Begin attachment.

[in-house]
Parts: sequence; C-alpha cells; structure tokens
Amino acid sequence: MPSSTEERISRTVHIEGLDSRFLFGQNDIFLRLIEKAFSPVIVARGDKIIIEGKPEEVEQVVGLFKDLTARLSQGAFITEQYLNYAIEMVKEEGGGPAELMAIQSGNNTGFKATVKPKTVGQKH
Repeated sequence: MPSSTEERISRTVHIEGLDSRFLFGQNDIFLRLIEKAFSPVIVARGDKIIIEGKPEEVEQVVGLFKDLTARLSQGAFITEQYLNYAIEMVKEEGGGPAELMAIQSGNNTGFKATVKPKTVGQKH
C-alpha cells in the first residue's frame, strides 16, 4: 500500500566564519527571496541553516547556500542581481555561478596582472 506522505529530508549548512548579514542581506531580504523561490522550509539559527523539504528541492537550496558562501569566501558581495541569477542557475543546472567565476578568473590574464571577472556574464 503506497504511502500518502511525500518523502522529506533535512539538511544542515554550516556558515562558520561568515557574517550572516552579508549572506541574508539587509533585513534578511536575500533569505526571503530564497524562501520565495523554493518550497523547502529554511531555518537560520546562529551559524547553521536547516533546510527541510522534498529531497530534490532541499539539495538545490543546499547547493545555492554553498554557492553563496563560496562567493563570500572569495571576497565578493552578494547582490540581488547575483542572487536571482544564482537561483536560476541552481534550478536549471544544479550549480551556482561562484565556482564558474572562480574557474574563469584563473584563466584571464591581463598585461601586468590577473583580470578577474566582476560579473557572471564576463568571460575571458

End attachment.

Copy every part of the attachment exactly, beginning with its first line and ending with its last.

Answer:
[in-house]
Parts: sequence; C-alpha cells; structure tokens
Amino acid sequence: MPSSTEERISRTVHIEGLDSRFLFGQNDIFLRLIEKAFSPVIVARGDKIIIEGKPEEVEQVVGLFKDLTARLSQGAFITEQYLNYAIEMVKEEGGGPAELMAIQSGNNTGFKATVKPKTVGQKH
Repeated sequence: MPSSTEERISRTVHIEGLDSRFLFGQNDIFLRLIEKAFSPVIVARGDKIIIEGKPEEVEQVVGLFKDLTARLSQGAFITEQYLNYAIEMVKEEGGGPAELMAIQSGNNTGFKATVKPKTVGQKH
C-alpha cells in the first residue's frame, strides 16, 4: 500500500566564519527571496541553516547556500542581481555561478596582472 506522505529530508549548512548579514542581506531580504523561490522550509539559527523539504528541492537550496558562501569566501558581495541569477542557475543546472567565476578568473590574464571577472556574464 503506497504511502500518502511525500518523502522529506533535512539538511544542515554550516556558515562558520561568515557574517550572516552579508549572506541574508539587509533585513534578511536575500533569505526571503530564497524562501520565495523554493518550497523547502529554511531555518537560520546562529551559524547553521536547516533546510527541510522534498529531497530534490532541499539539495538545490543546499547547493545555492554553498554557492553563496563560496562567493563570500572569495571576497565578493552578494547582490540581488547575483542572487536571482544564482537561483536560476541552481534550478536549471544544479550549480551556482561562484565556482564558474572562480574557474574563469584563473584563466584571464591581463598585461601586468590577473583580470578577474566582476560579473557572471564576463568571460575571458